thèse Annalisa PIERRO

16/11/2021 - 13:30 - Amphi. Desnuelles
Annalisa PIERRO, BIP 07

Protein structural dynamics in bacteria via nitroxide-based SDSL-EPR spectroscopy: from method improvements to in-cell studies

The study of biomolecules in their native environment has been one of the main goals of structural biology in the last decade. As a result, we are assisting to a remarkable increase of new « in-cell » approaches, like Cryo-Electron Tomography, FRET microscopy and NMR spectroscopy. Among these approaches, Site-Directed Spin Labeling (SDSL) coupled to Electron Paramagnetic Resonance (EPR) spectroscopy shows competitive and advantageous features to capture protein dynamics inside cells. In particular, nitroxide-based SDSL-EPR combines the advantages of high sensitivity and the lack of size constraints on the biomolecule of interest with the ability to capture protein structural transitions and interactions at physiological temperature. Despite the methodological advancements of the technique that have allowed the community to obtain increasingly relevant results, progresses still need to be done.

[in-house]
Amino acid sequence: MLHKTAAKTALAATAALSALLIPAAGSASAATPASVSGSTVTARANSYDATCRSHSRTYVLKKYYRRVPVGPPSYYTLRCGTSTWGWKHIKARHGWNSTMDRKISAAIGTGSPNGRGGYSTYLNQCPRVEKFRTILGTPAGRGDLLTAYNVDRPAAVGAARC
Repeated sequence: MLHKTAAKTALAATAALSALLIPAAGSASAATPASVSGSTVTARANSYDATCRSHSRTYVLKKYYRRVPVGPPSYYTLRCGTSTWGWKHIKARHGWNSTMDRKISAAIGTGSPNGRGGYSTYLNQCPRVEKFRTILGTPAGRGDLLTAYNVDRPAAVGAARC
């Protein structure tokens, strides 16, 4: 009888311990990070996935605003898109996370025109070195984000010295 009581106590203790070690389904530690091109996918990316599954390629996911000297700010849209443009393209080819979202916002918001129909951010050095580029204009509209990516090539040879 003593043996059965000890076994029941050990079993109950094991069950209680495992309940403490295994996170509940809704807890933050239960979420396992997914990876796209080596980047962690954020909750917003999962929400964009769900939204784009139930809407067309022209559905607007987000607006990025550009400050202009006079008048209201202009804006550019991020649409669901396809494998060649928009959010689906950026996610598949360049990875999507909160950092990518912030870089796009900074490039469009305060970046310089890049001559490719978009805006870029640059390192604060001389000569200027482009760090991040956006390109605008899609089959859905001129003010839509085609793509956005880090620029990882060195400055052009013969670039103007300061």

In this work, the main limitation of nitroxide-based SDSL-EPR has been addressed. In the first time, we focused on the development of delivery methods to introduce the labeled protein in bacterial cells. Next, the stability of nitroxide labels in reducing environments and in-cell has been assessed, monitoring in parallel the viability of the cells during the EPR measurements.
Thanks to the results achieved in this methodological part, we were able to study the structural dynamics of two flexible chaperone proteins directly in bacterial cells: NarJ from Escherichia coli and UreG from Sporosarcina pasteurii.
Finally, to go further in understanding the impact of the cellular environment on the protein dynamics, the data obtained in cellular context were compared with those obtained in vitro or in a cell-mimicking environment.

Keywords: SDSL-EPR, in-cell EPR, nitroxide labels, chaperone proteins, structural dynamics, bacterial cells

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